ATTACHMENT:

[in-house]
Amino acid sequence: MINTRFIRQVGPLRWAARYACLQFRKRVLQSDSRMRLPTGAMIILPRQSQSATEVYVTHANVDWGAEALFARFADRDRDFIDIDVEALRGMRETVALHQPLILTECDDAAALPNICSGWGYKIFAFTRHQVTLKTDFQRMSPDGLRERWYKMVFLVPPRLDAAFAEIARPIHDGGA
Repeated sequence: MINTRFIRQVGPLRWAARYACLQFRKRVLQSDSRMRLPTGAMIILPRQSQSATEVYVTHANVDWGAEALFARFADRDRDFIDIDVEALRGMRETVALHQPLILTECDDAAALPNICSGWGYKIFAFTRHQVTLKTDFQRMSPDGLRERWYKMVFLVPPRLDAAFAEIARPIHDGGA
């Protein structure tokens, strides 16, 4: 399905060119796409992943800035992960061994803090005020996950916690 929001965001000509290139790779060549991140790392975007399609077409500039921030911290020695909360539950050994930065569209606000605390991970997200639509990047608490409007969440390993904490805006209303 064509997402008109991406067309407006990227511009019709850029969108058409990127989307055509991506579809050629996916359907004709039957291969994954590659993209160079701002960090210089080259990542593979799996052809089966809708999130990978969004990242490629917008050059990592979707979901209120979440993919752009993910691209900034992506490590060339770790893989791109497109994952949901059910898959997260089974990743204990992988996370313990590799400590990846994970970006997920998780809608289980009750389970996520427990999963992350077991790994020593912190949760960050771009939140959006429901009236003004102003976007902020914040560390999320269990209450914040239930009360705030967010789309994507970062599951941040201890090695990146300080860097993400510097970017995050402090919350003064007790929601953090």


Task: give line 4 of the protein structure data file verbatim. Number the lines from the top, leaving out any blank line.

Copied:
């Protein structure tokens, strides 16, 4: 399905060119796409992943800035992960061994803090005020996950916690 929001965001000509290139790779060549991140790392975007399609077409500039921030911290020695909360539950050994930065569209606000605390991970997200639509990047608490409007969440390993904490805006209303 064509997402008109991406067309407006990227511009019709850029969108058409990127989307055509991506579809050629996916359907004709039957291969994954590659993209160079701002960090210089080259990542593979799996052809089966809708999130990978969004990242490629917008050059990592979707979901209120979440993919752009993910691209900034992506490590060339770790893989791109497109994952949901059910898959997260089974990743204990992988996370313990590799400590990846994970970006997920998780809608289980009750389970996520427990999963992350077991790994020593912190949760960050771009939140959006429901009236003004102003976007902020914040560390999320269990209450914040239930009360705030967010789309994507970062599951941040201890090695990146300080860097993400510097970017995050402090919350003064007790929601953090």